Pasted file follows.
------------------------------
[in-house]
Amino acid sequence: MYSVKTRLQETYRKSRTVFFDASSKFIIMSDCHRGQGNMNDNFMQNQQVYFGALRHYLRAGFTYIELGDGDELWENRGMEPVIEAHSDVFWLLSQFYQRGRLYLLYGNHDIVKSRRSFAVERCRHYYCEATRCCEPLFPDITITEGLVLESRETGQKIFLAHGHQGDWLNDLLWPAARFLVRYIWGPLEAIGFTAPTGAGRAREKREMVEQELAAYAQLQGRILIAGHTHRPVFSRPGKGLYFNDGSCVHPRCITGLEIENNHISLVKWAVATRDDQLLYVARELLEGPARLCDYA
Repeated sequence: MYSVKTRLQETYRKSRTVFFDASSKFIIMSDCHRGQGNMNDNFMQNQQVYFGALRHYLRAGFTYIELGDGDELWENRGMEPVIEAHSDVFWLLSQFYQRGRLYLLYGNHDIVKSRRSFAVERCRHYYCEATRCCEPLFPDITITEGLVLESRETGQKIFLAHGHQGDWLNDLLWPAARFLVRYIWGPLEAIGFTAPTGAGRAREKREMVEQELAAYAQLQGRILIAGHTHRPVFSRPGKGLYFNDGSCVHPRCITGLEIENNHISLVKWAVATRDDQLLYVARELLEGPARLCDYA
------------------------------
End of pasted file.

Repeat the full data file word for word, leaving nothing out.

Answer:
[in-house]
Amino acid sequence: MYSVKTRLQETYRKSRTVFFDASSKFIIMSDCHRGQGNMNDNFMQNQQVYFGALRHYLRAGFTYIELGDGDELWENRGMEPVIEAHSDVFWLLSQFYQRGRLYLLYGNHDIVKSRRSFAVERCRHYYCEATRCCEPLFPDITITEGLVLESRETGQKIFLAHGHQGDWLNDLLWPAARFLVRYIWGPLEAIGFTAPTGAGRAREKREMVEQELAAYAQLQGRILIAGHTHRPVFSRPGKGLYFNDGSCVHPRCITGLEIENNHISLVKWAVATRDDQLLYVARELLEGPARLCDYA
Repeated sequence: MYSVKTRLQETYRKSRTVFFDASSKFIIMSDCHRGQGNMNDNFMQNQQVYFGALRHYLRAGFTYIELGDGDELWENRGMEPVIEAHSDVFWLLSQFYQRGRLYLLYGNHDIVKSRRSFAVERCRHYYCEATRCCEPLFPDITITEGLVLESRETGQKIFLAHGHQGDWLNDLLWPAARFLVRYIWGPLEAIGFTAPTGAGRAREKREMVEQELAAYAQLQGRILIAGHTHRPVFSRPGKGLYFNDGSCVHPRCITGLEIENNHISLVKWAVATRDDQLLYVARELLEGPARLCDYA